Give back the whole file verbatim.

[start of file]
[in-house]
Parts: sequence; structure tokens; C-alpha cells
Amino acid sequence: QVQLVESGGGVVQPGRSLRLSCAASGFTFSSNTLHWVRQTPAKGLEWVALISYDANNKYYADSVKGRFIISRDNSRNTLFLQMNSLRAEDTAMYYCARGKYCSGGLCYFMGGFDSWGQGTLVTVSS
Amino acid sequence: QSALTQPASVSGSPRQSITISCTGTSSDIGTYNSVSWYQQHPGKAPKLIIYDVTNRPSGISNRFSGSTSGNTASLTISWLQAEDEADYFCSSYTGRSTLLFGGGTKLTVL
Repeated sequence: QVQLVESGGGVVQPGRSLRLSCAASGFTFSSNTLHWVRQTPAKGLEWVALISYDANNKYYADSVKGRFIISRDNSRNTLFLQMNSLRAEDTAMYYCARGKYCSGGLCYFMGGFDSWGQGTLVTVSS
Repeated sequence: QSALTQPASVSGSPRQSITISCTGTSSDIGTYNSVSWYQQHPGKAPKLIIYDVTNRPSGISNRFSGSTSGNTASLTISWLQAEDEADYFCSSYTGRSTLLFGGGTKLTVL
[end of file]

[in-house]
Parts: sequence; structure tokens; C-alpha cells
Amino acid sequence: QVQLVESGGGVVQPGRSLRLSCAASGFTFSSNTLHWVRQTPAKGLEWVALISYDANNKYYADSVKGRFIISRDNSRNTLFLQMNSLRAEDTAMYYCARGKYCSGGLCYFMGGFDSWGQGTLVTVSS
Amino acid sequence: QSALTQPASVSGSPRQSITISCTGTSSDIGTYNSVSWYQQHPGKAPKLIIYDVTNRPSGISNRFSGSTSGNTASLTISWLQAEDEADYFCSSYTGRSTLLFGGGTKLTVL
Repeated sequence: QVQLVESGGGVVQPGRSLRLSCAASGFTFSSNTLHWVRQTPAKGLEWVALISYDANNKYYADSVKGRFIISRDNSRNTLFLQMNSLRAEDTAMYYCARGKYCSGGLCYFMGGFDSWGQGTLVTVSS
Repeated sequence: QSALTQPASVSGSPRQSITISCTGTSSDIGTYNSVSWYQQHPGKAPKLIIYDVTNRPSGISNRFSGSTSGNTASLTISWLQAEDEADYFCSSYTGRSTLLFGGGTKLTVL